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General Information Regarding
Nebraska Disposition of Personal Property
Landlord Tenant Law
- What to do when a tenant abandons? Nebraska has a law titled the "Disposition of Personal Property Landlord Tenant Act".
- The law is found at Neb. R.R.S. §69-2301. The law, adopted in 1991, provides a landlord a method of disposing of a tenant's abandon property.
- Why have the law? The law provides for the orderly process of disposing a tenant's personal property left behind following the termination of a tenancy. When the landlord follows the law they will be protected from liability for claims that the property was converted to the landlord's use.
- Basically how does the law work? In a nutshell, you inventory the property, move the property to storage, mail the notice, wait 14 days, then dispose of the property according to the provisions of the law.
- What real estate is covered? Although the law appears to mainly address residential real estate and self storage units, landlords of commercial or business real estate who follow the procedures outlined in the act are probably protected from liability as well.
- Steps you must follow:
- Inventory all of the property. To best protect yourself from liability, every item should be specifically identified and listed. Closed trunks, suitcases, and boxes need not be opened at this point.
- Fill out the "Notice of Abandon Property". Please note that the form of the notice is set out in the statutes. Landlords creating their own forms should be careful to follow
- For every person who needs to receive a notice (any person who may have an interest in the property including furniture rental places) fill in their name and address following the "TO".
- Fill in the name of the tenant and the address where the tenant resided.
- Fill in a date, at least 14 days from the day you are mailing the notice, by which the tenant must claim the property.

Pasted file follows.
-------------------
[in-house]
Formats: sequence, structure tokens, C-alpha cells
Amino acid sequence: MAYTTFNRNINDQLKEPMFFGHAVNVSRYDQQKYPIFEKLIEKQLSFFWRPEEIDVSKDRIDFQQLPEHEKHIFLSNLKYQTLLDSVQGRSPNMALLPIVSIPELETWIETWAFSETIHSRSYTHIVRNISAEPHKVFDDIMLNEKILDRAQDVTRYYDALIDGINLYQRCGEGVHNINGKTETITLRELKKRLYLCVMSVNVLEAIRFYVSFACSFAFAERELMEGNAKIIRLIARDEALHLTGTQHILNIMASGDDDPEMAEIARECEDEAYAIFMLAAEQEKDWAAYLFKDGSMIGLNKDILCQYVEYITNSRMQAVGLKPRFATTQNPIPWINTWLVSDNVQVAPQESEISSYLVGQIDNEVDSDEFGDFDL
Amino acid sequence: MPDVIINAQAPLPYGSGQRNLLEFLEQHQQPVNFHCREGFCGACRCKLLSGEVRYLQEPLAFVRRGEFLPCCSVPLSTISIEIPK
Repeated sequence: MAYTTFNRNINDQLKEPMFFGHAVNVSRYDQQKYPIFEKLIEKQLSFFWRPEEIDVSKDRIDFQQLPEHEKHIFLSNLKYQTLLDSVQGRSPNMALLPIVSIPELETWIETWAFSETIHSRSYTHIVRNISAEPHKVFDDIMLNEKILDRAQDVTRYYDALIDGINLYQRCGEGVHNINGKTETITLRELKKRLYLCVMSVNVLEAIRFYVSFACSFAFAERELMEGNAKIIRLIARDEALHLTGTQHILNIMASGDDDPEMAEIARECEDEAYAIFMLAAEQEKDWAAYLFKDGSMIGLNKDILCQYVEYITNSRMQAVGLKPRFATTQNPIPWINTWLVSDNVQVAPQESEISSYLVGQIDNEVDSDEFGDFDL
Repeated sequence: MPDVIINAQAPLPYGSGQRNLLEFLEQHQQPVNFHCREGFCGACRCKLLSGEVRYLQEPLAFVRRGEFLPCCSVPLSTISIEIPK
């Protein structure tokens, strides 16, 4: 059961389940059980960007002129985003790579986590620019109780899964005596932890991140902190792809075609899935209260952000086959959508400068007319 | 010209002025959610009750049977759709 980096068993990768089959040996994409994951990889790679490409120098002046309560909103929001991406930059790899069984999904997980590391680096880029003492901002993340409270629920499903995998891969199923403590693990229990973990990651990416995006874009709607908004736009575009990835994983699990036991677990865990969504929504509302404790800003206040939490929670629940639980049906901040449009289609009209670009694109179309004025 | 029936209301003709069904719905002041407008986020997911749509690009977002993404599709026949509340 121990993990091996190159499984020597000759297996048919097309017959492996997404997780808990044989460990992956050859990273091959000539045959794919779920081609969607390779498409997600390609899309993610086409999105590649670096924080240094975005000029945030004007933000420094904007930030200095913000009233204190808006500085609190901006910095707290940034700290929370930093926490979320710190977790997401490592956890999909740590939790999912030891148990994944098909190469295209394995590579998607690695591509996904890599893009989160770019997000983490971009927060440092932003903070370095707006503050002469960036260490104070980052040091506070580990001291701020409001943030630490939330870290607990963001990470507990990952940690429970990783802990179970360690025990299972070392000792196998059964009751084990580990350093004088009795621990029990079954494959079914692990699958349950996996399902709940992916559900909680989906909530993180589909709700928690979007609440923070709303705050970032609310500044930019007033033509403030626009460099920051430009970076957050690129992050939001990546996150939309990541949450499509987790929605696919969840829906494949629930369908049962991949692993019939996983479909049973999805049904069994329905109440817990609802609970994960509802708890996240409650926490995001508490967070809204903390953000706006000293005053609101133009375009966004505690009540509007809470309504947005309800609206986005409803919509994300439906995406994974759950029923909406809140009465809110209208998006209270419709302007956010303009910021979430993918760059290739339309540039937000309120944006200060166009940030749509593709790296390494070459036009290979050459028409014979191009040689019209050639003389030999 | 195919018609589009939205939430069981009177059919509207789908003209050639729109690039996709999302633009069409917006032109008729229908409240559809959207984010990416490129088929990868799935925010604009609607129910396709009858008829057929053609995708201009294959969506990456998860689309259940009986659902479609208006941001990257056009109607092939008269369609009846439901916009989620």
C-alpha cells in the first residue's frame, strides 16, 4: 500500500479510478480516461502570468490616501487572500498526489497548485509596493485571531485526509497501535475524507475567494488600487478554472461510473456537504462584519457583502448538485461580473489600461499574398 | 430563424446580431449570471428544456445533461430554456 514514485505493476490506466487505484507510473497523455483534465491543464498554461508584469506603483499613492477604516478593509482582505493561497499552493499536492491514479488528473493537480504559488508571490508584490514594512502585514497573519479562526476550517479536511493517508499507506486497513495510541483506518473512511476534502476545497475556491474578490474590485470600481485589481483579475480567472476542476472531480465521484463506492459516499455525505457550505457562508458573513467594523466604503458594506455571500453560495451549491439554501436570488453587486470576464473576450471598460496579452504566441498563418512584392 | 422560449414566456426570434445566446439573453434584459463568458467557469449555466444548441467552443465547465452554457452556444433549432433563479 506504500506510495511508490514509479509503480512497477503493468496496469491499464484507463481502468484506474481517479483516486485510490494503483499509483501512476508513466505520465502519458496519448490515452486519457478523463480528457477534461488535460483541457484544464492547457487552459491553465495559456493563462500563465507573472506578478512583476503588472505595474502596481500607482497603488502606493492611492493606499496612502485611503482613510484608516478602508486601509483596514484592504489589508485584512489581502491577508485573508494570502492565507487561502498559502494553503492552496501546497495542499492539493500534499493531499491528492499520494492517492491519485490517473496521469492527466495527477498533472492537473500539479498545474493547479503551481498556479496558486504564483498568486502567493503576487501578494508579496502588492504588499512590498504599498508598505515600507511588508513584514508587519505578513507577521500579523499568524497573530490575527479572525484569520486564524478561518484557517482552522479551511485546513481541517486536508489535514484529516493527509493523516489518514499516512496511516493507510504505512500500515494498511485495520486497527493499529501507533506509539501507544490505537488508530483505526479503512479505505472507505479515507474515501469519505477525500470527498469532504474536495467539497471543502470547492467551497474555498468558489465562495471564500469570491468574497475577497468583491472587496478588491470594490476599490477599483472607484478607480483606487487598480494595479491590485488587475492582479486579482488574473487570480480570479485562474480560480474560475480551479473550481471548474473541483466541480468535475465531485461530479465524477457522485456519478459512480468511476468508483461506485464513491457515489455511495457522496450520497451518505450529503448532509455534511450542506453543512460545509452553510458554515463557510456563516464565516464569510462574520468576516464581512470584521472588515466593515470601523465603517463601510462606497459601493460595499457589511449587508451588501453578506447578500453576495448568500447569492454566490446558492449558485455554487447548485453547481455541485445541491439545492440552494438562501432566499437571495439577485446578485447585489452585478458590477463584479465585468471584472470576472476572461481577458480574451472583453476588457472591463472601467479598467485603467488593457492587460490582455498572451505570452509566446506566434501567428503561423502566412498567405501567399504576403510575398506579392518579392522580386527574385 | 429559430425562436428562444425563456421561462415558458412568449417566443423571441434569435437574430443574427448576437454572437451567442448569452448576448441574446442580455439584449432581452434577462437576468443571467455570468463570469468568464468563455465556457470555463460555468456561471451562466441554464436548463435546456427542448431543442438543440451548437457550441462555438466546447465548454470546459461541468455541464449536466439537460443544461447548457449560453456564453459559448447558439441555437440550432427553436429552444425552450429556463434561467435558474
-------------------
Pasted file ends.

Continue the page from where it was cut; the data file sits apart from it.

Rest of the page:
- Check whether you believe the property to be worth less than $1,000 or more than $1,000. (Note: if the property is worth $1,000 or more, you will have to advertise the sale of the property and hold an auction)
- If the property is less than $1,000, you must include the following: "Because the property is believed to be worth less than two hundred fifty dollars ($1,000.00), it may be kept, sold, or destroyed without further notice if you fail to reclaim it within the time indicated in this notice."
- If the property is worth more than $1,000, you must include the following: "If you fail to reclaim the property, it will be sold at a public sale after notice of sale has been given by publication. You have the right to bid on the property at this sale. After the property is sold and the costs of storage, advertising, and sale are deducted, the remaining money will be turned over to the State Treasurer pursuant to the Uniform Disposition of Unclaimed Property Act. You may claim the remaining money from the office of the State Treasurer as provided in such act."
- Attach a copy of the inventory to the Notice and make a copy for your records.
- Sign the Notice and list the name, address and phone of the person to contact regarding the property.
- Mail the notice(s) to the last known address of the tenant by regular mail. The law requires that the landlord mail the notice to the tenant (or any other owner of the property) at any address which might reasonably give the person notice (perhaps employment, friend, relative etc.). You may hand deliver the notice if you know where to serve the tenant or other owner of the property.